Skip to content

Irrational time allocation in decision-making

I absolutely love this first one – it’s an academic paper and the abstract is very academic (WORDY) but the gist is this:

We spend too much time on decisions where the differences are really small.

Should I bulk buy tomato sauce at Costco or by the jar at my local store. The difference between the two decisions is mere cents.

But we don’t shop around for car insurance or mortgage loans or “big” things. And that’s a huge mistake because we’re spending our time on things that, ultimately, will matter very little at the cost of spending time on things that do.

Irrational time allocation in decision-making [The Royal Society of Publishing] – “Empirical evidence suggests that in many ecologically relevant situations, decision difficulty and the relative reward from making a correct choice, compared to an incorrect one, are inversely linked, implying that it is optimal to use relatively less time for difficult choice problems. This applies, in particular, to value-based choices, in which the relative reward from choosing the higher valued item shrinks as the values of the other options get closer to the best option and are thus more difficult to discriminate.” The gist is that we spend too much time on a choice where the two options are pretty close in value.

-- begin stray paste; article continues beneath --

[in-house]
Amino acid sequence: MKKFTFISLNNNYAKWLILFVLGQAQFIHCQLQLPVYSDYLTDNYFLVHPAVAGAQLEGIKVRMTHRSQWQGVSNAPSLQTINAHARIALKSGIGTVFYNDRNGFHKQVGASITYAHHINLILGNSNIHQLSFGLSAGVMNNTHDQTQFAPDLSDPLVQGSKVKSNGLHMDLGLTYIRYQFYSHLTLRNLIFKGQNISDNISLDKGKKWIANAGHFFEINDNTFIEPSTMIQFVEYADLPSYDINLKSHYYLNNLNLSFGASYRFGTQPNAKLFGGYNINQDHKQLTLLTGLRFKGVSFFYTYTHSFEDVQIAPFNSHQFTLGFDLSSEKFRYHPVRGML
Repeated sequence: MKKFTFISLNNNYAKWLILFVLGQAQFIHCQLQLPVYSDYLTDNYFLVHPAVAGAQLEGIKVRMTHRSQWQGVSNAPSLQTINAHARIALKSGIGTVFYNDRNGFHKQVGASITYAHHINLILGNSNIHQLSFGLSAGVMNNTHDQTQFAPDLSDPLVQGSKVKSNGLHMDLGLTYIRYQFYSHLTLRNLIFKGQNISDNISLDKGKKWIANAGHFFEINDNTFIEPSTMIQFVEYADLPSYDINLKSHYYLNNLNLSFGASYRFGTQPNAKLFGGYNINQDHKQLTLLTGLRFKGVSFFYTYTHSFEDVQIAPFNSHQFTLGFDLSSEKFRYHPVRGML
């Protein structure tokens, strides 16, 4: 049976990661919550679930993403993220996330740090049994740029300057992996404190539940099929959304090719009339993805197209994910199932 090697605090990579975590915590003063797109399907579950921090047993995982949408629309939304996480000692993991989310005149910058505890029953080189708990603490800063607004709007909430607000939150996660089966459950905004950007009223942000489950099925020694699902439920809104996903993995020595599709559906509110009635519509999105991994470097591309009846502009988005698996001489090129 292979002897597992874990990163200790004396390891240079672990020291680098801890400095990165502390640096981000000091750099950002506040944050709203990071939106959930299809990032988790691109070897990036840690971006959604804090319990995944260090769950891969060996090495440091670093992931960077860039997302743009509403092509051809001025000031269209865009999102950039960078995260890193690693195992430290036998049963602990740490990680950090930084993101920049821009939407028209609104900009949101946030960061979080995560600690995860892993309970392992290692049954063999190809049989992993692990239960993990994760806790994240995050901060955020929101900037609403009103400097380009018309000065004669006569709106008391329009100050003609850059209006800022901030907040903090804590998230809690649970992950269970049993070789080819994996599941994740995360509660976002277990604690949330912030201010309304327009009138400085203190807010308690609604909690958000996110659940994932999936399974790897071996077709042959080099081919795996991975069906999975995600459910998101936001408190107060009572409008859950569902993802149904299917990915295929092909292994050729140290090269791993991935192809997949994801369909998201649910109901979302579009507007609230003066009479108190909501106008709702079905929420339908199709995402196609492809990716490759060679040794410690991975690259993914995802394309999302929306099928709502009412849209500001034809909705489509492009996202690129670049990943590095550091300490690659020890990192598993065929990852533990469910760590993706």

My Twelve Rules for Life [Russ Roberts] – ““Whoever has the most toys, wins” is not one of my twelve rules for life. There are many things that are more important than accumulating material well-being, especially when you’re young and a little tougher. Take the job that uses your skills and that enhances those skills over the job that pays more. And take the job that makes you feel good about what you’re accomplishing for others over the one that doesn’t.”

How an Iowa Man Cracked the Lottery [Artful Living] – “His boss, an Iowa deputy attorney general named Thomas Miller, was retiring in July 2014 after nearly three decades of prosecuting everything from murder to fraud. He had hired Sand four years earlier and made him the youngest prosecutor in a nine-attorney team that handled challenging cases all over the state. Now, Miller was offloading cases to colleagues. This one, having to do with a suspicious lottery ticket worth $16.5 million, was full of dead ends. Investigators didn’t even know if a crime had been committed. The most tantalizing pieces of evidence were on a DVD: two grainy surveillance clips from a gas station. Sand slid the disc into his laptop and pressed play.” This story is so circuitous but so much fun to read. Also, amazing how much work went into tying everything together once they started tugging on the thread. 🙂